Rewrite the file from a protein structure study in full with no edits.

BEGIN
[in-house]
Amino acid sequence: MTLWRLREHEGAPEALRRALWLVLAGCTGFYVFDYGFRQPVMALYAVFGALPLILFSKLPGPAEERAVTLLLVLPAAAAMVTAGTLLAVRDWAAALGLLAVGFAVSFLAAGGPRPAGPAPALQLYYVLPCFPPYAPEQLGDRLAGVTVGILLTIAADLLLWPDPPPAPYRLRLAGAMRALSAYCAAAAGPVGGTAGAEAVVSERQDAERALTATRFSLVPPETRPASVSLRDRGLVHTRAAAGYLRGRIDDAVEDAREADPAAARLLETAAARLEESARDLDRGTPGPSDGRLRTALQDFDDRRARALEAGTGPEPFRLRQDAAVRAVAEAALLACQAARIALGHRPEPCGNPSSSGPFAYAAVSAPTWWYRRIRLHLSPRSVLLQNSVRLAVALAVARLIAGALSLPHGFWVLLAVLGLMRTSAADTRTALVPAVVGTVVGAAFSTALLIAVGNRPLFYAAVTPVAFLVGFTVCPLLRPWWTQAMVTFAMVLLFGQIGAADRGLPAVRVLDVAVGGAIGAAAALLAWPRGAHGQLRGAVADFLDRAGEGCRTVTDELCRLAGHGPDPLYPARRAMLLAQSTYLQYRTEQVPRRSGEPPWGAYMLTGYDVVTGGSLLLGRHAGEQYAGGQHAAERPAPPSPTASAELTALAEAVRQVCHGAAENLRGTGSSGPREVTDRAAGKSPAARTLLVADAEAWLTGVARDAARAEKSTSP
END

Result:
[in-house]
Amino acid sequence: MTLWRLREHEGAPEALRRALWLVLAGCTGFYVFDYGFRQPVMALYAVFGALPLILFSKLPGPAEERAVTLLLVLPAAAAMVTAGTLLAVRDWAAALGLLAVGFAVSFLAAGGPRPAGPAPALQLYYVLPCFPPYAPEQLGDRLAGVTVGILLTIAADLLLWPDPPPAPYRLRLAGAMRALSAYCAAAAGPVGGTAGAEAVVSERQDAERALTATRFSLVPPETRPASVSLRDRGLVHTRAAAGYLRGRIDDAVEDAREADPAAARLLETAAARLEESARDLDRGTPGPSDGRLRTALQDFDDRRARALEAGTGPEPFRLRQDAAVRAVAEAALLACQAARIALGHRPEPCGNPSSSGPFAYAAVSAPTWWYRRIRLHLSPRSVLLQNSVRLAVALAVARLIAGALSLPHGFWVLLAVLGLMRTSAADTRTALVPAVVGTVVGAAFSTALLIAVGNRPLFYAAVTPVAFLVGFTVCPLLRPWWTQAMVTFAMVLLFGQIGAADRGLPAVRVLDVAVGGAIGAAAALLAWPRGAHGQLRGAVADFLDRAGEGCRTVTDELCRLAGHGPDPLYPARRAMLLAQSTYLQYRTEQVPRRSGEPPWGAYMLTGYDVVTGGSLLLGRHAGEQYAGGQHAAERPAPPSPTASAELTALAEAVRQVCHGAAENLRGTGSSGPREVTDRAAGKSPAARTLLVADAEAWLTGVARDAARAEKSTSP